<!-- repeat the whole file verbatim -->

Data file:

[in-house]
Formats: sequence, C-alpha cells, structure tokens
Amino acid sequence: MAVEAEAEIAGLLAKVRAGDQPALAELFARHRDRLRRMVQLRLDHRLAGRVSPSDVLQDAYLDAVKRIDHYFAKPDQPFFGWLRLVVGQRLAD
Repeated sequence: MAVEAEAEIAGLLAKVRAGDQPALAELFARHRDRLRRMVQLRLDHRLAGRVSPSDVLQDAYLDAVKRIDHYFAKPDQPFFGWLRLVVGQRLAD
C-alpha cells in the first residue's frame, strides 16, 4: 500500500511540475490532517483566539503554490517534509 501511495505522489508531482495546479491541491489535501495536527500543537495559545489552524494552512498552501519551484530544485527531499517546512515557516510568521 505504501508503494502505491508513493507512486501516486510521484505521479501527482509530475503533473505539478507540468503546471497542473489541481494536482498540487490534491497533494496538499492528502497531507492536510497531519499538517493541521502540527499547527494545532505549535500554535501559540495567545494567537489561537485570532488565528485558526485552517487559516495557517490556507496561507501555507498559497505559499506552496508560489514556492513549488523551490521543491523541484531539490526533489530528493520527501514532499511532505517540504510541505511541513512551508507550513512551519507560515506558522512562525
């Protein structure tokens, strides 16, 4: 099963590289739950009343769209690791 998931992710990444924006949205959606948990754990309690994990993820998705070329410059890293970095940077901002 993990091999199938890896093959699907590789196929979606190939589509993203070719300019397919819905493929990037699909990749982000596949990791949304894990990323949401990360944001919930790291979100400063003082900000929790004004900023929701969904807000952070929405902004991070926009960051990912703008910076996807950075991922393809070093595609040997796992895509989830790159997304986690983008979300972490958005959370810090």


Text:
[in-house]
Formats: sequence, C-alpha cells, structure tokens
Amino acid sequence: MAVEAEAEIAGLLAKVRAGDQPALAELFARHRDRLRRMVQLRLDHRLAGRVSPSDVLQDAYLDAVKRIDHYFAKPDQPFFGWLRLVVGQRLAD
Repeated sequence: MAVEAEAEIAGLLAKVRAGDQPALAELFARHRDRLRRMVQLRLDHRLAGRVSPSDVLQDAYLDAVKRIDHYFAKPDQPFFGWLRLVVGQRLAD
C-alpha cells in the first residue's frame, strides 16, 4: 500500500511540475490532517483566539503554490517534509 501511495505522489508531482495546479491541491489535501495536527500543537495559545489552524494552512498552501519551484530544485527531499517546512515557516510568521 505504501508503494502505491508513493507512486501516486510521484505521479501527482509530475503533473505539478507540468503546471497542473489541481494536482498540487490534491497533494496538499492528502497531507492536510497531519499538517493541521502540527499547527494545532505549535500554535501559540495567545494567537489561537485570532488565528485558526485552517487559516495557517490556507496561507501555507498559497505559499506552496508560489514556492513549488523551490521543491523541484531539490526533489530528493520527501514532499511532505517540504510541505511541513512551508507550513512551519507560515506558522512562525
């Protein structure tokens, strides 16, 4: 099963590289739950009343769209690791 998931992710990444924006949205959606948990754990309690994990993820998705070329410059890293970095940077901002 993990091999199938890896093959699907590789196929979606190939589509993203070719300019397919819905493929990037699909990749982000596949990791949304894990990323949401990360944001919930790291979100400063003082900000929790004004900023929701969904807000952070929405902004991070926009960051990912703008910076996807950075991922393809070093595609040997796992895509989830790159997304986690983008979300972490958005959370810090």